This is the case in Turkey, which has been rocked by instability, mass protests, and an inflation rate estimated to be in the triple-digits by some sources.

For the third straight year, Turkey lost more than 4,000 millionaires. An estimated 10% of Turkey’s HNWIs fled in 2018, which is concerning because unlike China and India, the country is not producing new millionaires in any significant number.

Millionaire Magnets

Time-honored locations – such as Switzerland and the Cayman Islands – continue to attract the world’s wealthy, but no country is experiencing HNWI inflows quite like Australia.

The Land Down Under has a number of attributes that make it an attractive destination for migrating millionaires. The country has a robust economy, and is perceived as being a safe place to raise a family. Even better, Australia has no inheritance tax and a lower cost of health care, which can make it an attractive alternative to the U.S.

In 2018, Australia jumped ahead of both Canada and France to become the seventh largest wealth market in the world.

Here’s a look at HNWI inflows around the world:

Country Net Inflow of HNWIs (2018) % of HNWI Gained
🇦🇺 Australia 12,000 3%
🇺🇸 United States 10,000 0%
🇨🇦 Canada 4,000 1%
🇨🇭 Switzerland 3,000 1%
🇦🇪 United Arab Emerates 2,000 2%
🇧🇲 Caribbean* 2,000 3%
🇳🇿 New Zealand 1,000 1%
🇸🇬 Singapore 1,000 0%
🇮🇱 Israel 1,000 1%
🇵🇹 Portugal 1,000 2%
🇬🇷 Greece 1,000 2%
🇪🇸 Spain 1,000 1%

Figures rounded to nearest 1000. *Bermuda, Cayman Islands, Virgin Islands, St Barts, Antigua, St Kitts & Nevis, etc

Greece, which was one of the worst performing wealth markets of the last decade, is finally seeing a modest inflow of millionaires again.


Posted by: bluesyemre | April 17, 2019

Az #uyku vücudunuza neler yapar? (#infografik)

az uyku

Hundreds of gothic cathedrals dotted all over Europe have faced decimation and destruction, whether through sackings, revolutions, natural decay, or bombing raids. But since World War II, at least, the most extraordinary examples that remain have seen restoration and constant upkeep, and none of them is as well-known and as culturally and architecturally significant as Paris’s Notre Dame. One cannot imagine the city without it, which made the scenes of Parisians watching the cathedral burn yesterday as poignant as the scenes of the fire itself.

The flames claimed the rib-vaulted roof and the “spine-tingling, soul-lifting spire,” writes The Washington Post, who quote cathedral spokeman Andre Finot’s assessment of the damage as “colossal.” The exterior stone towers, famed stained-glass windows, and iconic arches and flying buttresses withstood the disaster, but the wooden interior, “a marvel,” writes the Post, “that has inspired awe and wonder for the millions who have visited over the centuries—has been gutted.” Nothing of the frame, says Finot, “will remain.”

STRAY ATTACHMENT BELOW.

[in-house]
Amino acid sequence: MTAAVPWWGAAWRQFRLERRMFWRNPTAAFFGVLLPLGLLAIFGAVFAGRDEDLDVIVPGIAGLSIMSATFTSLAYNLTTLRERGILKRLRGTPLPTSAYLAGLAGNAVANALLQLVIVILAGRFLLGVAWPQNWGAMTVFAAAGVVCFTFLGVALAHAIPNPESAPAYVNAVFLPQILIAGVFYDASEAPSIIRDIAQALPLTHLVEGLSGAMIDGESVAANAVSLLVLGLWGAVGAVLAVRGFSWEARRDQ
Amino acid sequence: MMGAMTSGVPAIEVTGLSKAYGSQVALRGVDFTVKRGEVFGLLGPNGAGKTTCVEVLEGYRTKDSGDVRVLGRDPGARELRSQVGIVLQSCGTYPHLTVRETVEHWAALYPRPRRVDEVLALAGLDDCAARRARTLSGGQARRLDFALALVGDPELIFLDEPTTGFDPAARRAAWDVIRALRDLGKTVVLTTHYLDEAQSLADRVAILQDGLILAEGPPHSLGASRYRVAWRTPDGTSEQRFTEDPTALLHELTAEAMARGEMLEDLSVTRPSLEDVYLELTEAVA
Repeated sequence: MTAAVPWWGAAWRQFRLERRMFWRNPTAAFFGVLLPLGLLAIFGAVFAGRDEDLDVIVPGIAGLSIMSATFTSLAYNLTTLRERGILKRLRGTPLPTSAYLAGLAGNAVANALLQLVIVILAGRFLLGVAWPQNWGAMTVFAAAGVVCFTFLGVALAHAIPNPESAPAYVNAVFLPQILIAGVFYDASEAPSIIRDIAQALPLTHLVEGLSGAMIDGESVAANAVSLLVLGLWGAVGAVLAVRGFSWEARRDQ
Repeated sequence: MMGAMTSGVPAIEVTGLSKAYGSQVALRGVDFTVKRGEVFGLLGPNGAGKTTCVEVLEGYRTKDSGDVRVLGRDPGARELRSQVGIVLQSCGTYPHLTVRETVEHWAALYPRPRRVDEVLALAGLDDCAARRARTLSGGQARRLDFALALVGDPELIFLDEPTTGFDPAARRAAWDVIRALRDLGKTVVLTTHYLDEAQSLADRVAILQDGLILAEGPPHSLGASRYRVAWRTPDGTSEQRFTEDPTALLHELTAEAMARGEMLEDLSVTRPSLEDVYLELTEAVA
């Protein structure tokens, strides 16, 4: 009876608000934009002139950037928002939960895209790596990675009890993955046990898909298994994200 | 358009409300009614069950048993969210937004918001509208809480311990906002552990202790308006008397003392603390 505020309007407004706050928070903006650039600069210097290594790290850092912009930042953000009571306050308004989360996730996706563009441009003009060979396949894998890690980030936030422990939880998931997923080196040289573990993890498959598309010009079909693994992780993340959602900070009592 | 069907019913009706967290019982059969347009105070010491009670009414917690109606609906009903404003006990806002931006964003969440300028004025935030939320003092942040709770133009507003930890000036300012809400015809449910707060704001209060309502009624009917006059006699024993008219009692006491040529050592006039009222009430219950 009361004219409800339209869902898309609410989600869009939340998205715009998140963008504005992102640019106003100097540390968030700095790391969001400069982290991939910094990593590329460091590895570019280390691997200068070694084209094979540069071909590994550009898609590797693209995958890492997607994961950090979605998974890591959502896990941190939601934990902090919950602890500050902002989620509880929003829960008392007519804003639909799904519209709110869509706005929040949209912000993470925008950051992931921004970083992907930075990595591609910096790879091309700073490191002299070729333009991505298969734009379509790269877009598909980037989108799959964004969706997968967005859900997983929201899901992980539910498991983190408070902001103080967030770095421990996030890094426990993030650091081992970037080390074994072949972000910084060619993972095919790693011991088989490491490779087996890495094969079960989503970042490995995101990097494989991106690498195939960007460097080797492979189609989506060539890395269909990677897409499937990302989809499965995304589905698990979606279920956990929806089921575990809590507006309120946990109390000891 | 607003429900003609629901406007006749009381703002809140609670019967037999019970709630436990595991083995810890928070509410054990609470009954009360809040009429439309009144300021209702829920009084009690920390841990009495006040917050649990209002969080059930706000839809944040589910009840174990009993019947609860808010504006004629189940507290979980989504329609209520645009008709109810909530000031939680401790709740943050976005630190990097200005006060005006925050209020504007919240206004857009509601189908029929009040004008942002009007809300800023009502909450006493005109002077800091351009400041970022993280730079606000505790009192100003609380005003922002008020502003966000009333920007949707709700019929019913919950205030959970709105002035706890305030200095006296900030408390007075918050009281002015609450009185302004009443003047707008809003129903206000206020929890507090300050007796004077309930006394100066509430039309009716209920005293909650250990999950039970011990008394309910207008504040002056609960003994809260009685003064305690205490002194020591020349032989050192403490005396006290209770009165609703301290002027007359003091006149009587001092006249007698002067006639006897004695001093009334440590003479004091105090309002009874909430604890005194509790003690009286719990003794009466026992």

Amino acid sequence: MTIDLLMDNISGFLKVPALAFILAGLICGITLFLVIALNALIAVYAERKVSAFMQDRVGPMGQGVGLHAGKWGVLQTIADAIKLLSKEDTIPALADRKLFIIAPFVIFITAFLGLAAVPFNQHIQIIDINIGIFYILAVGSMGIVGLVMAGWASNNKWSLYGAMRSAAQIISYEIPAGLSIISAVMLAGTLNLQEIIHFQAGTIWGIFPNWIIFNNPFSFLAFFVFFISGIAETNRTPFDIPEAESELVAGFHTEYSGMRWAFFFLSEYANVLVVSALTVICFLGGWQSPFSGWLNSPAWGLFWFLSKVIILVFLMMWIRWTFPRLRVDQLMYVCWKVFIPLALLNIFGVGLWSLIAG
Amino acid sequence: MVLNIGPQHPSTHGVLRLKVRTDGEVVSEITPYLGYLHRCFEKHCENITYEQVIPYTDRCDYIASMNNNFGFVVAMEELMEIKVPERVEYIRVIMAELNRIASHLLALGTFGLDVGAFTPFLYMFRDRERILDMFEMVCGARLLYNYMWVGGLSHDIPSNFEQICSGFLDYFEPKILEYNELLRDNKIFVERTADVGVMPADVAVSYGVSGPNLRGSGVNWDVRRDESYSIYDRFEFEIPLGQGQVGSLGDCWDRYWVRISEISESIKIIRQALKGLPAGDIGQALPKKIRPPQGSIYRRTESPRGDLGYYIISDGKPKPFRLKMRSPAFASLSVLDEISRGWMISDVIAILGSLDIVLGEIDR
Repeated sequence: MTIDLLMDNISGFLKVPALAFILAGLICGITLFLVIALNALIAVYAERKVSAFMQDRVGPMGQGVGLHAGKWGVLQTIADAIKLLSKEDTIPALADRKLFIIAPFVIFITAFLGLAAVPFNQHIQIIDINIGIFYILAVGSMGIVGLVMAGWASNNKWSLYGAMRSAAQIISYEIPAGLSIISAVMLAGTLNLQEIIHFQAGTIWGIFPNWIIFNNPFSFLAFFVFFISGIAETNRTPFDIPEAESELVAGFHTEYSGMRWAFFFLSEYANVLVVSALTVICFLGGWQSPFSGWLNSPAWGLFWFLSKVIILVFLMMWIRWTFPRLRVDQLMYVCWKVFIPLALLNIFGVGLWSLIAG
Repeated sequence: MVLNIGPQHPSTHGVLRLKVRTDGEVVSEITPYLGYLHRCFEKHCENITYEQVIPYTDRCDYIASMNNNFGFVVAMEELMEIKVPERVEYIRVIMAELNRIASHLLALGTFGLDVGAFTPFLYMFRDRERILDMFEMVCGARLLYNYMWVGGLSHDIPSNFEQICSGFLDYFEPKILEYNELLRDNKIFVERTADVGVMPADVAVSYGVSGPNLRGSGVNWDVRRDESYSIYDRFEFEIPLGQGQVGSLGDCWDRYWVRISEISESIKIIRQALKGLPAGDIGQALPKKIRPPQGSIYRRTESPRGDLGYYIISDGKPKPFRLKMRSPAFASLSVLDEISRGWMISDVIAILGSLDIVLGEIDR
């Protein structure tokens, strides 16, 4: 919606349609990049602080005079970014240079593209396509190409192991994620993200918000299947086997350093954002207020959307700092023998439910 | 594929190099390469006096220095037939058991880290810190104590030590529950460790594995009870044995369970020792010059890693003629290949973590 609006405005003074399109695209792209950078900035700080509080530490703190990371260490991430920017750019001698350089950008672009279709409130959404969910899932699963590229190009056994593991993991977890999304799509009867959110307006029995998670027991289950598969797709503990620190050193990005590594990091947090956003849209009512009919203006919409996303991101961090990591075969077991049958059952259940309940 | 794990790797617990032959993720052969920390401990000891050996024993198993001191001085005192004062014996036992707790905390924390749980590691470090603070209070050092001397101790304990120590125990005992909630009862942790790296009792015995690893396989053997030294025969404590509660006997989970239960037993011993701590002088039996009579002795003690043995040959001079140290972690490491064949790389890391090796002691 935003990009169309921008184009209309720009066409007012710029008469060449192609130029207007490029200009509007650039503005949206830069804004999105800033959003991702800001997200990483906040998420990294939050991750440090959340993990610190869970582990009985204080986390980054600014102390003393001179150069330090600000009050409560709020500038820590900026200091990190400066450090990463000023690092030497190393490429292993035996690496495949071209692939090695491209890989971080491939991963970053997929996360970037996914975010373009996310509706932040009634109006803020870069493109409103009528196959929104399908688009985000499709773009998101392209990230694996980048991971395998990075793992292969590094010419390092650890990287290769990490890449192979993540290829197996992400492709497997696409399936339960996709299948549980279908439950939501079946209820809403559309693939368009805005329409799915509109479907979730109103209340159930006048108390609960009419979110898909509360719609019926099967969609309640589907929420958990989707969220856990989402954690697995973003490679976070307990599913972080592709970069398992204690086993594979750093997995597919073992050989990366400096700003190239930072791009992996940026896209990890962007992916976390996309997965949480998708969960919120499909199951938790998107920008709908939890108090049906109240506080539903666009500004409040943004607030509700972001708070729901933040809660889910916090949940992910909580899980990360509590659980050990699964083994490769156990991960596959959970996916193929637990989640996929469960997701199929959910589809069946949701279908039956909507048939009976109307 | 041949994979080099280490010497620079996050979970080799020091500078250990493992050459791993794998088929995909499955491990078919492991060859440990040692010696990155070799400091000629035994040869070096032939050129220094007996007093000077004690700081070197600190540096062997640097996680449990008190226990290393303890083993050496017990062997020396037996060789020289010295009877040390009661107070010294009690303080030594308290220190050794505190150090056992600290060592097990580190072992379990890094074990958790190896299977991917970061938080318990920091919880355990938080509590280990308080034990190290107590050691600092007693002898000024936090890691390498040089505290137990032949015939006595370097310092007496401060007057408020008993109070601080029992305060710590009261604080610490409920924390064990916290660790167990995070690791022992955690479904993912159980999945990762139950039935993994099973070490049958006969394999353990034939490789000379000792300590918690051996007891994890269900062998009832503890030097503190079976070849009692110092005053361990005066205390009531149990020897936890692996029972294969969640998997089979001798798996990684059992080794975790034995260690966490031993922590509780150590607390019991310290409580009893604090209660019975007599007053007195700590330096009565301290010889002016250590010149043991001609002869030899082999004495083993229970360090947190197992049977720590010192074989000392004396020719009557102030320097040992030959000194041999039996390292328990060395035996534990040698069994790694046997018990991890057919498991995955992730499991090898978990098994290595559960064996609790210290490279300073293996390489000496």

The sad irony is that the fire reportedly resulted from an accident during the medieval church’s renovation, one of many such projects that have preserved this almost 900-year-old architecture. The French government has vowed to rebuild. Will it matter to posterity that a significant portion of the Cathedral dates from hundreds of years after its original construction? Will Notre Dame lose its ancient aura, and what does this mean for Parisians and the world?

It’s too soon to answer questions like these and too soon to ask them. Now is a time to reckon with cultural and historical loss, and to appreciate the importance of what was saved. At the top of the post, you can watch a virtual time-lapse recreation of the construction of Notre Dame, begun in 1160 and mostly completed one hundred years later, though building continued into the 14th century—a jaw-dropping time scale in an era when towering new buildings go up in a matter of weeks.

After taking more than the human lifespan to complete, until yesterday the cathedral stood the test of time, as the brief France in Focus tour of its eight centuries of art and architectural history above explains. “The most visited monument in the French Capital” may be a relic of a very different, pre-modern, pre-revolutionary, France. But its imposing central setting in the city, and in modern works from Victor Hugo’s Hunchback of Notre Dame to Walt Disney’s Hunchback of Notre Dame—not to mention the tourists, religious pilgrims, scholars, and art students who pour into Paris to see it—mark Notre Dame as a very contemporary landmark. Learn more about how it became so above.